To derive the radiation emitted by galaxies, we do not need their global star formation rate but their stellar content. However, as shown in VS II, the mass in the form of short-lived stars (i.e. with a life-time small compared to ) of mass m to is given by:
where is the fraction of mass which goes into such stars for each unit mass of stars which are formed. This depends on the initial stellar mass function (IMF) . Since the stellar radiation output at high energy ( eV) is dominated by the most massive stars, the relation (11) will be sufficient for our purposes. Next, if we assume that stars radiate as blackbodies with an effective temperature and we use the mean scalings and we obtain the energy output of such galaxies:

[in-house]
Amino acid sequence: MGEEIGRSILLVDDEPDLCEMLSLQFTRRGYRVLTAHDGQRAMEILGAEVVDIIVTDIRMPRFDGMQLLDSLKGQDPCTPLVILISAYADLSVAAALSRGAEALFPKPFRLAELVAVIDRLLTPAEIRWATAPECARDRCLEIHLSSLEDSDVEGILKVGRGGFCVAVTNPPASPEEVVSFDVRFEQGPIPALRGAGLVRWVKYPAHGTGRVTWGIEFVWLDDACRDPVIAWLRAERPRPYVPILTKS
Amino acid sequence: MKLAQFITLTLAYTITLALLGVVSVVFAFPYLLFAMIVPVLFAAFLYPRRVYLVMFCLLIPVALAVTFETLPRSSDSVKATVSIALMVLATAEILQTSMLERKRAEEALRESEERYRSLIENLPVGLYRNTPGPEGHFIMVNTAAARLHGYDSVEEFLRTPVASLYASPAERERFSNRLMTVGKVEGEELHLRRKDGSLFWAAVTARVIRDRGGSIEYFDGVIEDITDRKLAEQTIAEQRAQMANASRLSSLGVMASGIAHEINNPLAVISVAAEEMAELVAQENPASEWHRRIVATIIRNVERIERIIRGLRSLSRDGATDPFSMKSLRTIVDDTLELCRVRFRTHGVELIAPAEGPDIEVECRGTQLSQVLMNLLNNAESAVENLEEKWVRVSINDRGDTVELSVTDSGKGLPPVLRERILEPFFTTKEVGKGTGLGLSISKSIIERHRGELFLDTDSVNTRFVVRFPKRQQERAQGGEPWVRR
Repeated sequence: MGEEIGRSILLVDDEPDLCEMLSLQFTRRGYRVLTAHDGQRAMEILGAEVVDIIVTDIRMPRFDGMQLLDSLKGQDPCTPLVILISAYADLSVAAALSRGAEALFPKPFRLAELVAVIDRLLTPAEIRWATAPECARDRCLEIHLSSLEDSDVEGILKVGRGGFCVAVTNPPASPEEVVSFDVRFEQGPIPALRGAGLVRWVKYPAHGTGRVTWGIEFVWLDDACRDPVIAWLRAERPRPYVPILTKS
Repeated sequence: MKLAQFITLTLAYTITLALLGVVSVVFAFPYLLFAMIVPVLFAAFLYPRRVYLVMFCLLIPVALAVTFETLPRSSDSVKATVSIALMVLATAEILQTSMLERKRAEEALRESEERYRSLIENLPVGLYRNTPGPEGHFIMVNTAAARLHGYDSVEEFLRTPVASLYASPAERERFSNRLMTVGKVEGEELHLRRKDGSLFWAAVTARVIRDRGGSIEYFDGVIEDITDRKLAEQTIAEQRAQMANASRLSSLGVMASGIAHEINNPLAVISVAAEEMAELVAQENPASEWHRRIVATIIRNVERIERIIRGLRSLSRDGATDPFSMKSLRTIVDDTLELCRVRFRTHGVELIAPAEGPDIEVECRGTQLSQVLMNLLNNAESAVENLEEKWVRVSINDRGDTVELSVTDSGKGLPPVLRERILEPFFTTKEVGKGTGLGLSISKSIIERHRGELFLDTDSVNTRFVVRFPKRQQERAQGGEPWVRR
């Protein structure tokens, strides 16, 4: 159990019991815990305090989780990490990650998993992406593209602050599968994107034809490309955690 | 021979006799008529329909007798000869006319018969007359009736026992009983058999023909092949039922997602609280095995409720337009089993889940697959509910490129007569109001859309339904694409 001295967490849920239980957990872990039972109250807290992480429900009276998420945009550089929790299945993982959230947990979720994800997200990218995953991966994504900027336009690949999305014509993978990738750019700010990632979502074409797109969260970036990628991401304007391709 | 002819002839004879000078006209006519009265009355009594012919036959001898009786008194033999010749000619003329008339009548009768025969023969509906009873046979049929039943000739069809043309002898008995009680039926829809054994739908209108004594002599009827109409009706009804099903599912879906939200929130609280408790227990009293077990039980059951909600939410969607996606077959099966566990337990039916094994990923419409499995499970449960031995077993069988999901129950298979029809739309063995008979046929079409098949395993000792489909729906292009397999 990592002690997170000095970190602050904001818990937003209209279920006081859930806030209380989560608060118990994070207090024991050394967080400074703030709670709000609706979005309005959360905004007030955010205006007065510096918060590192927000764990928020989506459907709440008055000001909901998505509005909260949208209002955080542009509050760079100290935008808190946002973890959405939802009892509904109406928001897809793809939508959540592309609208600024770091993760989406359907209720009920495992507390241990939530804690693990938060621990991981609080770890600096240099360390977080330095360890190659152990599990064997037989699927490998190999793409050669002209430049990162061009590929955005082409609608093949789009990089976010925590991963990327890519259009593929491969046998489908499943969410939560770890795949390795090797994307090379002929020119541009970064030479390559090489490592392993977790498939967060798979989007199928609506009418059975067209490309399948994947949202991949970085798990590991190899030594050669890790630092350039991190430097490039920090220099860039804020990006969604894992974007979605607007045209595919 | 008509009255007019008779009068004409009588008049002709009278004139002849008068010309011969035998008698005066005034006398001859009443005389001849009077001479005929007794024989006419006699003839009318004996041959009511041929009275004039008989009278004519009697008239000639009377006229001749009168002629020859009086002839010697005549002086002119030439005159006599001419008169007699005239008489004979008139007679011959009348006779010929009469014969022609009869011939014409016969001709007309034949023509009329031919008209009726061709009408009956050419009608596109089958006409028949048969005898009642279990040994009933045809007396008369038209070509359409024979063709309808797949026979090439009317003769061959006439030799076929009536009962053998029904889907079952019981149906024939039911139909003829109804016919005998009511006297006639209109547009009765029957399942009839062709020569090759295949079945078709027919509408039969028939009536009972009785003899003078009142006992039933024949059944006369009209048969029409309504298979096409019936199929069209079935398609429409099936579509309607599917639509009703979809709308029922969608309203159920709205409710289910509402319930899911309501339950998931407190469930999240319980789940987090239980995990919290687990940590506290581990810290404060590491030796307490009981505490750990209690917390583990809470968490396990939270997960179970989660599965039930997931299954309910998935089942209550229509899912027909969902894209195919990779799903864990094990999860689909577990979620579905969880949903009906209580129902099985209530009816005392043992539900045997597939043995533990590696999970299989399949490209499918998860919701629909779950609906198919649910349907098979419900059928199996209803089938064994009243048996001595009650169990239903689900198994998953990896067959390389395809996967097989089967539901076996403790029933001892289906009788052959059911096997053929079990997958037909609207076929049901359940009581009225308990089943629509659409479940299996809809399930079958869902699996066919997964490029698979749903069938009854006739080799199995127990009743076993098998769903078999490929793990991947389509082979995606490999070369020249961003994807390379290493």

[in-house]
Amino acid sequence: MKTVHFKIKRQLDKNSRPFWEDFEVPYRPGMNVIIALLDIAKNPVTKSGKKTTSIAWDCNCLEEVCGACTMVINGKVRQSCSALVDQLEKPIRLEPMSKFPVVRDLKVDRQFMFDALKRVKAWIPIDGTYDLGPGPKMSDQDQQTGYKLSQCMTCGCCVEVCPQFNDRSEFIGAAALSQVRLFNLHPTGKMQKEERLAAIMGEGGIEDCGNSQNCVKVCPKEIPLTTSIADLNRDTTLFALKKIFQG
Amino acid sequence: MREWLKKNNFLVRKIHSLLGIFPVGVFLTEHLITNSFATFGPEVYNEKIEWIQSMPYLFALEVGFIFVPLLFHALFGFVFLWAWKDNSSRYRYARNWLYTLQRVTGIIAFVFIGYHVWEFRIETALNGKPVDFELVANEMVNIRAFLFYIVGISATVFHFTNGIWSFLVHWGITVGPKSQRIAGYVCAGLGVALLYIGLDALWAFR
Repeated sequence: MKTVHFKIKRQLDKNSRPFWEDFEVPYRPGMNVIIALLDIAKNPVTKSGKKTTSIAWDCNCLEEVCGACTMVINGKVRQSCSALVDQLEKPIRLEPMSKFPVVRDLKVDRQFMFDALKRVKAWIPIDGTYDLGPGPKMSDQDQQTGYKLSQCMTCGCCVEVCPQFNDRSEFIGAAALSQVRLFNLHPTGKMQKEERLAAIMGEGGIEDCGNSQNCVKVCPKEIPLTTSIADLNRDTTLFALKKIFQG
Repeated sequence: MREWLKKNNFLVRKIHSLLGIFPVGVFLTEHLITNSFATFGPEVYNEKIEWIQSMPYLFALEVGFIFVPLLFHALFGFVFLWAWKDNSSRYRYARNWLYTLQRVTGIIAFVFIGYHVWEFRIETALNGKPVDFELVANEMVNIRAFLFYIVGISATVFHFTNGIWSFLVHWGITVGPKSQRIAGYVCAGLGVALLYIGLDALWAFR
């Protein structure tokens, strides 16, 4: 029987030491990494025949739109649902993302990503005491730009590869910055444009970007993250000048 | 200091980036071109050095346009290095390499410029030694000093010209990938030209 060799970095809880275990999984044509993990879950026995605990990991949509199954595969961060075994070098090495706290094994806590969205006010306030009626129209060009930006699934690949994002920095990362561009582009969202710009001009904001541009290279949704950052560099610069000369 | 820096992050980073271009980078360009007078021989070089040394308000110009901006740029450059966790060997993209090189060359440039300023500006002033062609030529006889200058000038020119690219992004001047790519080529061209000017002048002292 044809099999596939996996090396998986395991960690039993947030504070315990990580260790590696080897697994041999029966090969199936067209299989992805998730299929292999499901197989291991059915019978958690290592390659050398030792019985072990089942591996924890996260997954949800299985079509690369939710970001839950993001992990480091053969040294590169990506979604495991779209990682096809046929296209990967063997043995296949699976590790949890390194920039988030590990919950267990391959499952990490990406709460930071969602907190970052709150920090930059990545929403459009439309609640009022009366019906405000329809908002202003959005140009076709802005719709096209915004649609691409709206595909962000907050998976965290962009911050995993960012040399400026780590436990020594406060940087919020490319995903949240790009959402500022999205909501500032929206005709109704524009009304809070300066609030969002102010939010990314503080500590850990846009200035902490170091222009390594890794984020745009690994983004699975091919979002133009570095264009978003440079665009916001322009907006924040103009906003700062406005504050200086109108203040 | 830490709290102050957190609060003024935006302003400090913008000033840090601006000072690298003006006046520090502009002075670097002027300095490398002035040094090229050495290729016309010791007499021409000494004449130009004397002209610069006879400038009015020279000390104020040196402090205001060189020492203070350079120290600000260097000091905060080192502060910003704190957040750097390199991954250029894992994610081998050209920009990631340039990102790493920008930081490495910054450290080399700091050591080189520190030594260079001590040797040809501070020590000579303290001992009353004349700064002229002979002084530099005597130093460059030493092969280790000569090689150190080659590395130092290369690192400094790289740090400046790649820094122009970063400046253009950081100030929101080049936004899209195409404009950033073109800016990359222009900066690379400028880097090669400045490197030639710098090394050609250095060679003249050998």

From the radiation emitted by individual galaxies we now wish to estimate the energy received by a random point in the IGM. We shall write the source term due to stellar radiation for the background UV flux , see (30), as the following average:
where is the mass function of galaxies, obtained from (2) as described previously, while is a mean opacity which takes into account the fact that the radiation emitted by galaxies can be absorbed by the IGM and Lyman- clouds. We shall come back to this term later. Thus, we get in this way a simple model for the stellar radiative output from our more detailed description of galaxy formation. The reader is referred to VS II for a more precise account of the details and predictions of our galaxy formation model. Note that our prescription is consistent with such observations as the Tully-Fisher relation and the B-band luminosity function.
© European Southern Observatory (ESO) 1999
Online publication: June 18, 1999